A GILT COPPER ALLOY FIGURE OF BHURKUMKUTA  CENTRAL TIBET, 15TH CENTURY

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Lot 947
A GILT COPPER ALLOY FIGURE OF BHURKUMKUTA 
CENTRAL TIBET, 15TH CENTURY

Sold for US$ 350,075 inc. premium
A GILT COPPER ALLOY FIGURE OF BHURKUMKUTA 
CENTRAL TIBET, 15TH CENTURY
Himalayan Art Resources item no.68460
5 1/2 in. (13.9 cm) high

Footnotes

  • 藏中 十五世紀 銅鎏金穢跡金剛像

    This gilt bronze depicts Bhurkumkuta, one of the rarest subjects in Tibetan sculpture. Bhurkumkuta is a healing deity worshipped for eradicating a practitioner's disease. Executed with "supreme mastery", this sculpture is identified by Weldon as perhaps the most accomplished work of Tibetan art in the Nyingjei Lam Collection (Weldon & Singer, The Sculptural Heritage of Tibet, London, 1999, p.116). This gilt bronze is also the finest known sculptural example of Bhurkumkuta.

    Bhurkumkuta's fierce imagery serves to convey his assured capacity to eviscerate personal afflictions. Standing firmly in a pratyalidha pose with hands aloft menacingly, his ferocity is vividly captured with a roaring mouth, flamelike eyebrows, moustache and blazing red hair. He holds a visvajra (a double thunderbolt scepter) and vajra, which is symbolic of the immutable quality of the spiritual truth revealed by Shakyamuni. In his presence, there can be no doubt of Bhurkumkuta's capacity to eradicate sickness and disease.

    Only two other bronze sculptures of Bhurkumkuta are broadly known: another 15th-century example formerly in the Goldman Collection, (see von Schroeder, Indo-Tibetan Bronzes, Hong Kong, 1981, p.441, no.118E) and a Qing period example in the Katimari Collection (HAR 59542).

    Discussing the present bronze's quality and 15th-century dating, Weldon draws attention to close stylistic parallels in painted murals of Gyantse Kumbum in Shigatse, Central Tibet. With its initial structures completed in the first half of the 15th century, the Gyantse Kumbum is one of the grandest monuments of Tibet. Its seventy-five chapels are filled with painted depictions of wrathful deities pertaining to tantric practice. The treatment of the present sculpture's corpulent abdomen closely resembles that painted for one of Gyantse Kumbum's murals of Krodha Trailokyadharsana (Ricca & Lo Bue, The Great Stupa of Gyantse, London, 1993, p.170, no.55). Similarly, the bronze's looping scarves and mesmerizing tiger skin lower garment match those in a mural of Vajrapani (ibid., p.153, no.38).

    Also, informing this masterpiece's 15th-century attribution is its incorporation of key elements of early Ming imperial style. The high technical mastery exhibited in bronzes of the Yongle and Xuande imperial workshops are known to have been received with great enthusiasm in Tibet (cf. Weldon, 'The Perfect Image: The Speelman Collection of Yongle and Xuande Buddhist Icons', in Arts of Asia, May-June 1996, pp.64-73). The sculptor's choice of representing this Bhurkumkuta's fine jewelry without inlaid semiprecious stones follows a convention set by the Yongle imperial style. Additionally, the depiction of Bhurkumkuta's scarf swirling in small loops between his torso and arms perfectly balances the sculptural composition, as with a Yongle Mahakala published in von Schroeder, Indo-Tibetan Bronzes, Hong Kong, 1981, p.519, no.145E). Two 15th-century thangkas of Raktayamari and Vajrasattva demonstrate other instances in which the convention of these small loops set by Ming imperial workshops were adopted into fine Tibetan artworks of the 15th century (see Rhie & Thurman, Wisdom and Compassion, New York, 2000, pp.234 & 332, nos.77 & 132, respectively).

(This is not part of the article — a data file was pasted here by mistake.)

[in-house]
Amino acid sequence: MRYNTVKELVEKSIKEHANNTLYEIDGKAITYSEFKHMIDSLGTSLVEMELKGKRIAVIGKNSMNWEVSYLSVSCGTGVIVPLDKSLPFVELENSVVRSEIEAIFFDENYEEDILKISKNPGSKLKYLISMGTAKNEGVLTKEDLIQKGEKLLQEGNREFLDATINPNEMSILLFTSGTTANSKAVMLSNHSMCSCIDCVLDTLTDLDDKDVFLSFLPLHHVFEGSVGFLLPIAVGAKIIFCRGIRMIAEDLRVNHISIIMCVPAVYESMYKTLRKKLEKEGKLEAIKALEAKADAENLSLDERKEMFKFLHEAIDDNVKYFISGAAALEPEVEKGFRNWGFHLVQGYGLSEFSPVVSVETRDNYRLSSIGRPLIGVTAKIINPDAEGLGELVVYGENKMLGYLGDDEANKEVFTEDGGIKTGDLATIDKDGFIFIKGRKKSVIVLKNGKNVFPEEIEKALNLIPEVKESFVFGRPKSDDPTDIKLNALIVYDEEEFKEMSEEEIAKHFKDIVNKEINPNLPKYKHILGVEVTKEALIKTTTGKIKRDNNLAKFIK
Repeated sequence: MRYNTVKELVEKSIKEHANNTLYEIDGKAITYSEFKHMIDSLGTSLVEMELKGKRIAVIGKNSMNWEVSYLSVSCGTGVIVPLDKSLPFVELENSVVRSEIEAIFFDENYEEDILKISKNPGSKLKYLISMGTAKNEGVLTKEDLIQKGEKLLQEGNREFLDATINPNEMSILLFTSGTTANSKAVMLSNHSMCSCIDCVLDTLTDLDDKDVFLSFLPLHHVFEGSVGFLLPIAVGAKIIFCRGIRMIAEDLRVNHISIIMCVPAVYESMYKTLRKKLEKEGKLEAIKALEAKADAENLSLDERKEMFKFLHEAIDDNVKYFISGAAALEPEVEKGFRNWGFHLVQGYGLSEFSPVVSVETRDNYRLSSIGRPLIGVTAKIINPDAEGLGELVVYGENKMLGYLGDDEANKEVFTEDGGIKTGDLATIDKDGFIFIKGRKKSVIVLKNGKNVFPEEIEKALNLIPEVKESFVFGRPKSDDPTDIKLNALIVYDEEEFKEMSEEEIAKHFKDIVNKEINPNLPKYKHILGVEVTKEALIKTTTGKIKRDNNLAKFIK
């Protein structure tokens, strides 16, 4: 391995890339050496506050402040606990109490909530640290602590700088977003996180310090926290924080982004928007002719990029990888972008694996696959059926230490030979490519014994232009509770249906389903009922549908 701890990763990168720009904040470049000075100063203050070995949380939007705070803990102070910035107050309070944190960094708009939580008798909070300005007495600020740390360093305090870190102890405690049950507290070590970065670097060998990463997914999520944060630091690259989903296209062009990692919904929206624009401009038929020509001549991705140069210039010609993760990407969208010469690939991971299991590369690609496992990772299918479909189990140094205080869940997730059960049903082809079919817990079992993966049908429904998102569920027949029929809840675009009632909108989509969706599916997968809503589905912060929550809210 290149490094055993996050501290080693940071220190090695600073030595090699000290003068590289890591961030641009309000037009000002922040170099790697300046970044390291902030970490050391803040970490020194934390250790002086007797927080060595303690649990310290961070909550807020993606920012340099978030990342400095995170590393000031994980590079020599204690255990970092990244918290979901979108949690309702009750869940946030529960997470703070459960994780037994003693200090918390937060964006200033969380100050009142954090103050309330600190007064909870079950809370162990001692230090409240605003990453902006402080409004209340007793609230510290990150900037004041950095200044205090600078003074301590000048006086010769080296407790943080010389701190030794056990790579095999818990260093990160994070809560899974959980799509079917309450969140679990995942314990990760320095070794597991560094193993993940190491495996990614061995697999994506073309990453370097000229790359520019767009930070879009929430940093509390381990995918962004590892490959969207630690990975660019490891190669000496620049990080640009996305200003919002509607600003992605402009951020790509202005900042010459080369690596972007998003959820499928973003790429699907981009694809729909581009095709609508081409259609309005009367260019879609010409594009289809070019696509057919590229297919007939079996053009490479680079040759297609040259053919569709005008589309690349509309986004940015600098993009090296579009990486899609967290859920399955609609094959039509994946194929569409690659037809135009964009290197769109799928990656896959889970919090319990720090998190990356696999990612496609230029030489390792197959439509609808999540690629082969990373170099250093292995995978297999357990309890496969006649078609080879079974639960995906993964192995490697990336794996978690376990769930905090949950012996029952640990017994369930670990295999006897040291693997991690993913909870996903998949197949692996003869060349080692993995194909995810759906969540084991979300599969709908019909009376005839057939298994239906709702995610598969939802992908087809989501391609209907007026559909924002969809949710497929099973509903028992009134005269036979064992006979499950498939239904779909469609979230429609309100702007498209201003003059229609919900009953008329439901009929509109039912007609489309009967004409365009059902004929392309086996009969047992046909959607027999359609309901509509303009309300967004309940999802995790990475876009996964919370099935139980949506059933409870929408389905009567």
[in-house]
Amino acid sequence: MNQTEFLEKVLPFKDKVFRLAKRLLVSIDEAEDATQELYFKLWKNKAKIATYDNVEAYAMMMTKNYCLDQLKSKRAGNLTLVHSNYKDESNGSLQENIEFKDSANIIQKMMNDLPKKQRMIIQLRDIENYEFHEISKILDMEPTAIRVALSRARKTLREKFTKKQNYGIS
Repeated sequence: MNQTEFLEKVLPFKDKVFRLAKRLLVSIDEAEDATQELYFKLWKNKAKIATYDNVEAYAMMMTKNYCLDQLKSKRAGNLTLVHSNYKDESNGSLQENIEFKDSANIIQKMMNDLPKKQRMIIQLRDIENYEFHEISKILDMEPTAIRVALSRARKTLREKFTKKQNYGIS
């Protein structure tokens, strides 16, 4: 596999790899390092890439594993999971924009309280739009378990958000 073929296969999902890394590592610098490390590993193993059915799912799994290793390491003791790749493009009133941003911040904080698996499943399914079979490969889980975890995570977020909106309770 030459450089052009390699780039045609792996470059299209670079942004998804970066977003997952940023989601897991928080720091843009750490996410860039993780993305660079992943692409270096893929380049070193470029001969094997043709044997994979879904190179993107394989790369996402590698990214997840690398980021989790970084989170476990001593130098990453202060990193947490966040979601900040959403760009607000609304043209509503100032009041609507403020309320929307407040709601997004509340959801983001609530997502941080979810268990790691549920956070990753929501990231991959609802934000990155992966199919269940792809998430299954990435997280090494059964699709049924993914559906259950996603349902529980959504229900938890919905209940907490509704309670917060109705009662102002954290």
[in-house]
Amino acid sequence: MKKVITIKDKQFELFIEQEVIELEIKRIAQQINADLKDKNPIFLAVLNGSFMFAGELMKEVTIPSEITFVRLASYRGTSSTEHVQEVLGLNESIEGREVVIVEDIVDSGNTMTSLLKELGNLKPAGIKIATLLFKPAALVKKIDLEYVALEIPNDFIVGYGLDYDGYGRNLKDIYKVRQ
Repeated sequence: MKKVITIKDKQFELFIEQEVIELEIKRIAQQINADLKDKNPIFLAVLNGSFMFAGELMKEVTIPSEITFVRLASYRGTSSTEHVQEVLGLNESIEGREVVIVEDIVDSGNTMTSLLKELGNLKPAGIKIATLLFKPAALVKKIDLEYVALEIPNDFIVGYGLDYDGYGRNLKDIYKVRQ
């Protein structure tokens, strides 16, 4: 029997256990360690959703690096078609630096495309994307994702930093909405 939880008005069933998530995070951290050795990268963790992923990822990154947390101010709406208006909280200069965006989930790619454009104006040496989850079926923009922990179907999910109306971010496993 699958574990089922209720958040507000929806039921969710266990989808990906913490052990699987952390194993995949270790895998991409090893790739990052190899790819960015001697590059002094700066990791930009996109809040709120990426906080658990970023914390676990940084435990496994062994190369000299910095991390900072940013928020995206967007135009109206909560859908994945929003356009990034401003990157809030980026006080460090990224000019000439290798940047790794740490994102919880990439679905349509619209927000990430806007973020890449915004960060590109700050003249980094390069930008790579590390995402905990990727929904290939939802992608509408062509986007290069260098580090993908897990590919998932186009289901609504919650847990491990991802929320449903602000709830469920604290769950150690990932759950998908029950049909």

Published
    David Weldon and Jane Casey Singer, The Sculptural Heritage of Tibet: Buddhist Art in the Nyingjei Lam Collection, London, 1999, pp.116, pl.25.
    Franco Ricca, Arte Buddhista Tibetana: Dei e Demoni dell' Himalaya, Palazzo Bricherasio, Turin, 2004, fig.IV.55.

    Exhibited
    The Sculptural Heritage of Tibet: Buddhist Art in the Nyingjei Lam Collection, Ashmolean Museum, Oxford, 6 October - 30 December 1999.
    Arte Buddhista Tibetana: Dei e Demoni dell' Himalaya, Palazzo Bricherasio, Turin, June - September 2004 .
    Casting the Divine: Sculptures of the Nyingjei Lam Collection, Rubin Museum of Art, New York, 2 March 2012 - 11 February 2013. 

    Provenance
    The Nyingjei Lam Collection, Hong Kong
    On loan to the Ashmolean Museum, Oxford, 1996–2005
    On loan to the Rubin Museum of Art, New York 2005-2018
Contacts
A GILT COPPER ALLOY FIGURE OF BHURKUMKUTA  CENTRAL TIBET, 15TH CENTURY
A GILT COPPER ALLOY FIGURE OF BHURKUMKUTA  CENTRAL TIBET, 15TH CENTURY
A GILT COPPER ALLOY FIGURE OF BHURKUMKUTA  CENTRAL TIBET, 15TH CENTURY
A GILT COPPER ALLOY FIGURE OF BHURKUMKUTA  CENTRAL TIBET, 15TH CENTURY
A GILT COPPER ALLOY FIGURE OF BHURKUMKUTA  CENTRAL TIBET, 15TH CENTURY
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